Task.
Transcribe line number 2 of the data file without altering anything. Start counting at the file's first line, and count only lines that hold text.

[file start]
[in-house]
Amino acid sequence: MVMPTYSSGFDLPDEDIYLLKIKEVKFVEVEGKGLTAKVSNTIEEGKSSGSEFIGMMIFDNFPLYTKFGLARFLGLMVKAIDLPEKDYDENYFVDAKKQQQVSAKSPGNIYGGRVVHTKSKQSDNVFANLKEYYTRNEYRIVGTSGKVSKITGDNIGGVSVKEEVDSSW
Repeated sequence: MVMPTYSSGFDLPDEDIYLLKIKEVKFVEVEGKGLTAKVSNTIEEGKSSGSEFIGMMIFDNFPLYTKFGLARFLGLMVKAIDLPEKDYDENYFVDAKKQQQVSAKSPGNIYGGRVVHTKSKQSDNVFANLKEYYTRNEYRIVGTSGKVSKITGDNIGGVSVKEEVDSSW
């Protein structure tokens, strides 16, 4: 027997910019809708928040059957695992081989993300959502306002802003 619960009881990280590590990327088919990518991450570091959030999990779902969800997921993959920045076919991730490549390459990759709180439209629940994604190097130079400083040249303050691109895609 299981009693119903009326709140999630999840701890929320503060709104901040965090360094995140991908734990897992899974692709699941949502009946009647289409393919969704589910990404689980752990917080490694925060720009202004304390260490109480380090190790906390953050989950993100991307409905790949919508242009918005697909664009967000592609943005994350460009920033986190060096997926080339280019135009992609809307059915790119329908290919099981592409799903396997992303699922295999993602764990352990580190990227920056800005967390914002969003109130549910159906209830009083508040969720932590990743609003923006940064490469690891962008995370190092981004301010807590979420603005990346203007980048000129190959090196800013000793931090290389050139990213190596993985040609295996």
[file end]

Amino acid sequence: MVMPTYSSGFDLPDEDIYLLKIKEVKFVEVEGKGLTAKVSNTIEEGKSSGSEFIGMMIFDNFPLYTKFGLARFLGLMVKAIDLPEKDYDENYFVDAKKQQQVSAKSPGNIYGGRVVHTKSKQSDNVFANLKEYYTRNEYRIVGTSGKVSKITGDNIGGVSVKEEVDSSW